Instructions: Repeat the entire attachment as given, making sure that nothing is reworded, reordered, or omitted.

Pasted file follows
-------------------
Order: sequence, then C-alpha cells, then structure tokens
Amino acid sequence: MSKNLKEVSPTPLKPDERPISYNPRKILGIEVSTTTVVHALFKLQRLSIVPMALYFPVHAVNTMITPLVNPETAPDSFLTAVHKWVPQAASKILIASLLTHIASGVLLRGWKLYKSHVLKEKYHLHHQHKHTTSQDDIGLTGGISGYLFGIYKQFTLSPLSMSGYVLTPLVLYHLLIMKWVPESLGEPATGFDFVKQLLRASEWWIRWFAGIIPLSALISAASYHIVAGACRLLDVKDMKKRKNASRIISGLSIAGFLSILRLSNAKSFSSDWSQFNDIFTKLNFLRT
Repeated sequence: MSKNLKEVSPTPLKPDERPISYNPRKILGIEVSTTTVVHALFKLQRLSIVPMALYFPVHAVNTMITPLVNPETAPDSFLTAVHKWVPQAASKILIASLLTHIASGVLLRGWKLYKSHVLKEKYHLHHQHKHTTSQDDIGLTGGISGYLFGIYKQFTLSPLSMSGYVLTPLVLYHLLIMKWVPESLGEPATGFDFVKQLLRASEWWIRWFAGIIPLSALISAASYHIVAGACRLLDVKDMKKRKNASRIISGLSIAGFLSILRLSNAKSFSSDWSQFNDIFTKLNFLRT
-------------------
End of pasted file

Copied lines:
Order: sequence, then C-alpha cells, then structure tokens
Amino acid sequence: MSKNLKEVSPTPLKPDERPISYNPRKILGIEVSTTTVVHALFKLQRLSIVPMALYFPVHAVNTMITPLVNPETAPDSFLTAVHKWVPQAASKILIASLLTHIASGVLLRGWKLYKSHVLKEKYHLHHQHKHTTSQDDIGLTGGISGYLFGIYKQFTLSPLSMSGYVLTPLVLYHLLIMKWVPESLGEPATGFDFVKQLLRASEWWIRWFAGIIPLSALISAASYHIVAGACRLLDVKDMKKRKNASRIISGLSIAGFLSILRLSNAKSFSSDWSQFNDIFTKLNFLRT
Repeated sequence: MSKNLKEVSPTPLKPDERPISYNPRKILGIEVSTTTVVHALFKLQRLSIVPMALYFPVHAVNTMITPLVNPETAPDSFLTAVHKWVPQAASKILIASLLTHIASGVLLRGWKLYKSHVLKEKYHLHHQHKHTTSQDDIGLTGGISGYLFGIYKQFTLSPLSMSGYVLTPLVLYHLLIMKWVPESLGEPATGFDFVKQLLRASEWWIRWFAGIIPLSALISAASYHIVAGACRLLDVKDMKKRKNASRIISGLSIAGFLSILRLSNAKSFSSDWSQFNDIFTKLNFLRT